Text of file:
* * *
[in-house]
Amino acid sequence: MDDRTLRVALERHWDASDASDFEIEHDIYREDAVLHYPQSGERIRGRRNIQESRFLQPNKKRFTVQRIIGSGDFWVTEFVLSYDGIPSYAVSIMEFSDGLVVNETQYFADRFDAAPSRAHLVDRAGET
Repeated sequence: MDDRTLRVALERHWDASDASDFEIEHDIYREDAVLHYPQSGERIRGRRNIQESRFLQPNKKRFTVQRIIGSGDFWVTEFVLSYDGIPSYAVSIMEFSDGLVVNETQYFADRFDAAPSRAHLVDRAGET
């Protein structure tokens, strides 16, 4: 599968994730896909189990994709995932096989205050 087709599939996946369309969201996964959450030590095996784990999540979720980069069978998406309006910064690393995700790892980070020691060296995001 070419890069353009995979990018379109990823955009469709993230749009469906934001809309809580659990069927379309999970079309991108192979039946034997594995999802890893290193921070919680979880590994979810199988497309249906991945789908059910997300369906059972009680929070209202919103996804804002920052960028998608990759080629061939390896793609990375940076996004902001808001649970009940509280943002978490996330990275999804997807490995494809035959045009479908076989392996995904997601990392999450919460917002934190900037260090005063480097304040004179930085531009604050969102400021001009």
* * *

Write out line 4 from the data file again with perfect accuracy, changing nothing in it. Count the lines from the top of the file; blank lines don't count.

């Protein structure tokens, strides 16, 4: 599968994730896909189990994709995932096989205050 087709599939996946369309969201996964959450030590095996784990999540979720980069069978998406309006910064690393995700790892980070020691060296995001 070419890069353009995979990018379109990823955009469709993230749009469906934001809309809580659990069927379309999970079309991108192979039946034997594995999802890893290193921070919680979880590994979810199988497309249906991945789908059910997300369906059972009680929070209202919103996804804002920052960028998608990759080629061939390896793609990375940076996004902001808001649970009940509280943002978490996330990275999804997807490995494809035959045009479908076989392996995904997601990392999450919460917002934190900037260090005063480097304040004179930085531009604050969102400021001009």